Female Education in Africa
Guest blogger Alessandro Bruno looks at the effects of education – Sustainable Development Goal 4 – especially focusing on female education in Africa.
Women’s education is increasing in the seven to 15 age group, and it is leading to a sharp reduction in the overall fertility rate in some African nations. In areas where labour is the main source of earnings, this fertility decrease could involve a further reduction in national income.
The education of young people, particularly girls, means the African continent is catching up to the rest of the world. The opportunity to learn means that women can plan ahead and decide the family size they wish to have, and when they want to start. Since 1980, the female population from the age of seven has spent 80% time more in schools in Sub-Saharan Africa.
Educated girls lead to a lower fertility rate and a reduction in child mortality. Prenatal care and basic hygiene courses give them the knowledge to take care of their children. A respectable health standard is guaranteed, thanks to the girls that now are conscious about the risk of prenatal diseases and the importance of hygiene. Education changes the way they act.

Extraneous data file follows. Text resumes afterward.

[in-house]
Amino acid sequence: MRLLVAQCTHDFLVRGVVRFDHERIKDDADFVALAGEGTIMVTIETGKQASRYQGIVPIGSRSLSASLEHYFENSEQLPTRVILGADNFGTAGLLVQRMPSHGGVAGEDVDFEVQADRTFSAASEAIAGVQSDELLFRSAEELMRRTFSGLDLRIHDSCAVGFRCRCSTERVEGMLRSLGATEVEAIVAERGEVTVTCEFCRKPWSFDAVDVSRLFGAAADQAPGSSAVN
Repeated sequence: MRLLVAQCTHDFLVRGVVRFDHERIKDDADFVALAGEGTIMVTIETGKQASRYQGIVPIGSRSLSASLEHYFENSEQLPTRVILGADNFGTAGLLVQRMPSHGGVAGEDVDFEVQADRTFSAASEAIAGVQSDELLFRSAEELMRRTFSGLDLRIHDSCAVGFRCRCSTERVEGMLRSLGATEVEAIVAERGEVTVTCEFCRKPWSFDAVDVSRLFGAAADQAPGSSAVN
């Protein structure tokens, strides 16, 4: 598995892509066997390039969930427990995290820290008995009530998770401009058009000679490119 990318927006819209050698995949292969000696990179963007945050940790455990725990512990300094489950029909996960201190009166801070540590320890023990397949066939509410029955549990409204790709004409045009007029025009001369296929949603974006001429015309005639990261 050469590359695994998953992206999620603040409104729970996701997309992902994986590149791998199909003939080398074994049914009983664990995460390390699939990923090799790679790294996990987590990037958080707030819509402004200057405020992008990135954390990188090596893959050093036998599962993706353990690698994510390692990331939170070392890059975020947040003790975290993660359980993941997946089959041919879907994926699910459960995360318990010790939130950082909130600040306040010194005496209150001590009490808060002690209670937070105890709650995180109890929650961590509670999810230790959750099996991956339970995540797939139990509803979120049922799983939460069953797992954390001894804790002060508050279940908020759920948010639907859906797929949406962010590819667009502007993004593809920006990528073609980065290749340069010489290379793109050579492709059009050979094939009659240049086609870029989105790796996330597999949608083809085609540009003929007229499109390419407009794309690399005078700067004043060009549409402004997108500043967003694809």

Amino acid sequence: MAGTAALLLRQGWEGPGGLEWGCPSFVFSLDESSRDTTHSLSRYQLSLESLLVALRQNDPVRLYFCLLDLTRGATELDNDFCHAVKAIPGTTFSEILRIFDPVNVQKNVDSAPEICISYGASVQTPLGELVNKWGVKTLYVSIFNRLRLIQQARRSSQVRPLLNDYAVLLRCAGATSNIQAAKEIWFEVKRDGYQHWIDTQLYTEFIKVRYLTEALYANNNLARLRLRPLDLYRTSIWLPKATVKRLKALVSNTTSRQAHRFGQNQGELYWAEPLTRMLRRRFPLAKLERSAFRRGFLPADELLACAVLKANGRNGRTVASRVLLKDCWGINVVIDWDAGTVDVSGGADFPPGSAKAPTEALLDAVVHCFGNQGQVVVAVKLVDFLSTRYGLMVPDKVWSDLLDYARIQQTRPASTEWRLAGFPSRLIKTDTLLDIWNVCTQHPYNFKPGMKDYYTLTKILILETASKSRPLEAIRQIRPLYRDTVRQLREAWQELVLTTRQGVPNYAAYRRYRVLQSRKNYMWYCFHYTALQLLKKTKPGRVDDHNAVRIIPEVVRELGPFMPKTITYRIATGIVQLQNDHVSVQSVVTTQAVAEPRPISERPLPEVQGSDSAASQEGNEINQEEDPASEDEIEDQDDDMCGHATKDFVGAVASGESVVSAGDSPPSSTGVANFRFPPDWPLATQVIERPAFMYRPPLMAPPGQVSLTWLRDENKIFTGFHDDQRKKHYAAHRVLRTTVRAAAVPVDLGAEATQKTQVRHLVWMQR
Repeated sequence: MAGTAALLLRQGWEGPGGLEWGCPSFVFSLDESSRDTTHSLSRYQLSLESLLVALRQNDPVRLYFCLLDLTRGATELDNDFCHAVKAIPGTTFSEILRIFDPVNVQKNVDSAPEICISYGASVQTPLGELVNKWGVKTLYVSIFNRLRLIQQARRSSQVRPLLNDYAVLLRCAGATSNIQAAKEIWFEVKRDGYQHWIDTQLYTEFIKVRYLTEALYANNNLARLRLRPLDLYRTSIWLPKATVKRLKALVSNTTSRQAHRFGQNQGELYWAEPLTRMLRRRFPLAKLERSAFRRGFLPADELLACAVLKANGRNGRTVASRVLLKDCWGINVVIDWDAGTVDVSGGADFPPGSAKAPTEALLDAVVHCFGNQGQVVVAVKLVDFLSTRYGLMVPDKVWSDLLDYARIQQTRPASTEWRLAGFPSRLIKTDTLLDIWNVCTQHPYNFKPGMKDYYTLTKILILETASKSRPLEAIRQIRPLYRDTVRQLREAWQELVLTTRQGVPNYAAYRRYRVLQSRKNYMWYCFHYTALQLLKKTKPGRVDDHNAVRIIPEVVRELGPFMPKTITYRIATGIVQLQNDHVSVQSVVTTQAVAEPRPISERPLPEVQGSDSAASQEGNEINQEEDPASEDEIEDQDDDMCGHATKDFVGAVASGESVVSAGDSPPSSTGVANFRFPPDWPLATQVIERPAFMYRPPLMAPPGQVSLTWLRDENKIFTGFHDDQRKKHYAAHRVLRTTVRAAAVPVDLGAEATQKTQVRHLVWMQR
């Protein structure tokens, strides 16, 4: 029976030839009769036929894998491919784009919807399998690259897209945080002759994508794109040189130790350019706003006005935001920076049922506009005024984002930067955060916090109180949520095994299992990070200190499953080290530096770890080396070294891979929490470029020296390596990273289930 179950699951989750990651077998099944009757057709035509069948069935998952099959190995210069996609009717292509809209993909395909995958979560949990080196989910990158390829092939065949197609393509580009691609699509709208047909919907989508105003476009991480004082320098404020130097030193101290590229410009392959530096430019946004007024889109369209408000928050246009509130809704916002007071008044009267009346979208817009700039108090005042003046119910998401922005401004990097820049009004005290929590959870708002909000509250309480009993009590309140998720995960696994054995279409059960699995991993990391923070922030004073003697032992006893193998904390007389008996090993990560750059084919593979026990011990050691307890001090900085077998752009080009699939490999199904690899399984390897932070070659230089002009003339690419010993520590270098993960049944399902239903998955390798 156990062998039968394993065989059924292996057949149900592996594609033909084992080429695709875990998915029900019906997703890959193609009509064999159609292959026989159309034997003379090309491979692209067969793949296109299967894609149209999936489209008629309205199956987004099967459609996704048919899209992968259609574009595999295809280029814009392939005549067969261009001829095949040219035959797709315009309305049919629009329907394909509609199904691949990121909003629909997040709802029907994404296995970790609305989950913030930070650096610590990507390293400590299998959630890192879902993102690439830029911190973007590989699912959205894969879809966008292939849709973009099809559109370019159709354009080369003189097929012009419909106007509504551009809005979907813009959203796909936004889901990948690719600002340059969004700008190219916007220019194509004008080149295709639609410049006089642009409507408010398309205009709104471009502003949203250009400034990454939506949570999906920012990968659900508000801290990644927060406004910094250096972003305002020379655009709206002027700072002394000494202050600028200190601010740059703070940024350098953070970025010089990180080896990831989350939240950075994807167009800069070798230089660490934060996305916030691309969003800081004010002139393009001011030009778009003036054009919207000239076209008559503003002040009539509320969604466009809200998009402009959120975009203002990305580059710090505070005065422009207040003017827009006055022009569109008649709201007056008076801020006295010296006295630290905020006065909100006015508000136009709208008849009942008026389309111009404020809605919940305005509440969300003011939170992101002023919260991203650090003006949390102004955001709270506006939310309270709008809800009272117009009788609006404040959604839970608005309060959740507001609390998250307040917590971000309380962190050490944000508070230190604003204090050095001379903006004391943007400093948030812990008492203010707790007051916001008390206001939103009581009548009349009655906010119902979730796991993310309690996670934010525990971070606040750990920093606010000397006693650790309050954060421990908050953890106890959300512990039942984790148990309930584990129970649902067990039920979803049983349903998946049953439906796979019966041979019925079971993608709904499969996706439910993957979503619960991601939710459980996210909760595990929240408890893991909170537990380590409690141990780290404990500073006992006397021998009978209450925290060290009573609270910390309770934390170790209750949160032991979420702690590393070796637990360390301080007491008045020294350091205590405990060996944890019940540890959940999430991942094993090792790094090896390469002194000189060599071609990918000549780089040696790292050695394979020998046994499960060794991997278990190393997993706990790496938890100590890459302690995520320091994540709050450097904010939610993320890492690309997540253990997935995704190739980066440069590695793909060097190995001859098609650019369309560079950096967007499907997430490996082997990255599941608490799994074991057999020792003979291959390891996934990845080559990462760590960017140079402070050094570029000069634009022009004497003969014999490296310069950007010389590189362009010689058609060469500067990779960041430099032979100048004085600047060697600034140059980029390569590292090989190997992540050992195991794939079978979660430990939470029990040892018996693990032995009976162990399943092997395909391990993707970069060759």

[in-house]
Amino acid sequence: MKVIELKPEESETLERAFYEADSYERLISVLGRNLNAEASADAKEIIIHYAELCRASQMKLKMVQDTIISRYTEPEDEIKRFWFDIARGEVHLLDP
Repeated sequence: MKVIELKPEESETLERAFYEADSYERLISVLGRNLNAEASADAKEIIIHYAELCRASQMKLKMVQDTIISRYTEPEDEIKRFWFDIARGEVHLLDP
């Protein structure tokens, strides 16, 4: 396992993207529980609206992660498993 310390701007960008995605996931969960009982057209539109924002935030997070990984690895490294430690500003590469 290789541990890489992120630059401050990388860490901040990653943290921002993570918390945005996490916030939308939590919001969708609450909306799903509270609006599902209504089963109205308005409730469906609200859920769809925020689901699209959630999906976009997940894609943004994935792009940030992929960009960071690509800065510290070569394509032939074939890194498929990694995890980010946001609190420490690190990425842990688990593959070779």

Leading nations in this process are Ethiopia, Ghana and Kenya, where in recent years, mothers prefer smaller families in favour of more education for the children. Kenya implemented a reform in 2012 that, thanks to an extension of primary education, raised the average age of marriage and first pregnancy.
An interesting case is Nigeria. Education reform has had a big impact on the earnings of women and on the costs of raising children. Increasing female education by one year reduced early fertility.
Unfortunately, the power that families can have to developing the country and improving the life expectancy of their children has been a potential danger for all those who profit from ignorance. That is why we are seeing more and more mass killings of children and young girls – such as by Boko Haram – within the school system or in places representative of a culturally different point of view.
Some who have worked to provide female education in Africa have paid with their lives. Without forgetting traditions, education could be the way to freedom and ensure rights for every child.
Canning, David, Sangeeta Raja, and Abdo S. Yazbeck, eds. 2015. Africa’s Demographic Transition: Dividend or Disaster? Africa Development Forum series. Washington, DC: World Bank. doi:10.1596/978-1-4648-0489-2. License: Creative Commons Attribution CC BY 3.0 IGO
Article and photos submitted by Italian Alessandro Bruno, who is a registered nurse and currently an Intern at IFAD.
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